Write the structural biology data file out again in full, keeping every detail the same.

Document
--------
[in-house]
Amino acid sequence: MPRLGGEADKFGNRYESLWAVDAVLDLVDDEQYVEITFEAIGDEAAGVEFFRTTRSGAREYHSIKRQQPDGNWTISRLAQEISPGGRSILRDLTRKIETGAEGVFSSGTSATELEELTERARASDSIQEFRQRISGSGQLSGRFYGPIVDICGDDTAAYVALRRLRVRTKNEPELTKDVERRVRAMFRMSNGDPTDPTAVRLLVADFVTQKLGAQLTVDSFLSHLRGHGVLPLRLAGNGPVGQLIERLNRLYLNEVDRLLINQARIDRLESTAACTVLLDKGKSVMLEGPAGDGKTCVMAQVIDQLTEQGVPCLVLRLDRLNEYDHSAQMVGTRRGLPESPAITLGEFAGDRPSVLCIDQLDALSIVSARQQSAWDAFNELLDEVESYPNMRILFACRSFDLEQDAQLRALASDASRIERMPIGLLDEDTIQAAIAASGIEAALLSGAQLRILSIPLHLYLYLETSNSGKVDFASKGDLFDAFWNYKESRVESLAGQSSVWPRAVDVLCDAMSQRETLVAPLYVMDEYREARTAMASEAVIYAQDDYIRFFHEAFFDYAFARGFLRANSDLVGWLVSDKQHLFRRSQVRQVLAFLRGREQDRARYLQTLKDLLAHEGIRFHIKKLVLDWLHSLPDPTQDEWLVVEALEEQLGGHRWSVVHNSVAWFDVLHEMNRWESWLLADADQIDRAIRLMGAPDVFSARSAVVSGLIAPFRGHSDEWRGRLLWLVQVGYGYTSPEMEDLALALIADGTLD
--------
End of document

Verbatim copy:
[in-house]
Amino acid sequence: MPRLGGEADKFGNRYESLWAVDAVLDLVDDEQYVEITFEAIGDEAAGVEFFRTTRSGAREYHSIKRQQPDGNWTISRLAQEISPGGRSILRDLTRKIETGAEGVFSSGTSATELEELTERARASDSIQEFRQRISGSGQLSGRFYGPIVDICGDDTAAYVALRRLRVRTKNEPELTKDVERRVRAMFRMSNGDPTDPTAVRLLVADFVTQKLGAQLTVDSFLSHLRGHGVLPLRLAGNGPVGQLIERLNRLYLNEVDRLLINQARIDRLESTAACTVLLDKGKSVMLEGPAGDGKTCVMAQVIDQLTEQGVPCLVLRLDRLNEYDHSAQMVGTRRGLPESPAITLGEFAGDRPSVLCIDQLDALSIVSARQQSAWDAFNELLDEVESYPNMRILFACRSFDLEQDAQLRALASDASRIERMPIGLLDEDTIQAAIAASGIEAALLSGAQLRILSIPLHLYLYLETSNSGKVDFASKGDLFDAFWNYKESRVESLAGQSSVWPRAVDVLCDAMSQRETLVAPLYVMDEYREARTAMASEAVIYAQDDYIRFFHEAFFDYAFARGFLRANSDLVGWLVSDKQHLFRRSQVRQVLAFLRGREQDRARYLQTLKDLLAHEGIRFHIKKLVLDWLHSLPDPTQDEWLVVEALEEQLGGHRWSVVHNSVAWFDVLHEMNRWESWLLADADQIDRAIRLMGAPDVFSARSAVVSGLIAPFRGHSDEWRGRLLWLVQVGYGYTSPEMEDLALALIADGTLD